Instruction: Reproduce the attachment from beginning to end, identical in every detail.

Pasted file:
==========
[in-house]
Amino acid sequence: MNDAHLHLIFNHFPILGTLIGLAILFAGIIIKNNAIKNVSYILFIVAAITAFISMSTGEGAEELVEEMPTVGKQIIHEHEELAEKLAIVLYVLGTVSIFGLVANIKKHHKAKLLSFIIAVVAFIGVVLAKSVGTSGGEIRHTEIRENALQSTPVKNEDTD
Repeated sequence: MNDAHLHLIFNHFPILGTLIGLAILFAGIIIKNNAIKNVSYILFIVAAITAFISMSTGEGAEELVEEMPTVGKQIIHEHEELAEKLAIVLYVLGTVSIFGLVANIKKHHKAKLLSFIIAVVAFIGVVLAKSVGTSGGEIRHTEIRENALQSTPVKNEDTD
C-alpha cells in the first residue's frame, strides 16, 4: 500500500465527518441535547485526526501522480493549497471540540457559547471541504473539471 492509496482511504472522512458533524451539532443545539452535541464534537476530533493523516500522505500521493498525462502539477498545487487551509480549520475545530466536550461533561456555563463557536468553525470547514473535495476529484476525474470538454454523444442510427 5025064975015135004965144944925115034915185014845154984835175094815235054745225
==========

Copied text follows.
[in-house]
Amino acid sequence: MNDAHLHLIFNHFPILGTLIGLAILFAGIIIKNNAIKNVSYILFIVAAITAFISMSTGEGAEELVEEMPTVGKQIIHEHEELAEKLAIVLYVLGTVSIFGLVANIKKHHKAKLLSFIIAVVAFIGVVLAKSVGTSGGEIRHTEIRENALQSTPVKNEDTD
Repeated sequence: MNDAHLHLIFNHFPILGTLIGLAILFAGIIIKNNAIKNVSYILFIVAAITAFISMSTGEGAEELVEEMPTVGKQIIHEHEELAEKLAIVLYVLGTVSIFGLVANIKKHHKAKLLSFIIAVVAFIGVVLAKSVGTSGGEIRHTEIRENALQSTPVKNEDTD
C-alpha cells in the first residue's frame, strides 16, 4: 500500500465527518441535547485526526501522480493549497471540540457559547471541504473539471 492509496482511504472522512458533524451539532443545539452535541464534537476530533493523516500522505500521493498525462502539477498545487487551509480549520475545530466536550461533561456555563463557536468553525470547514473535495476529484476525474470538454454523444442510427 5025064975015135004965144944925115034915185014845154984835175094815235054745225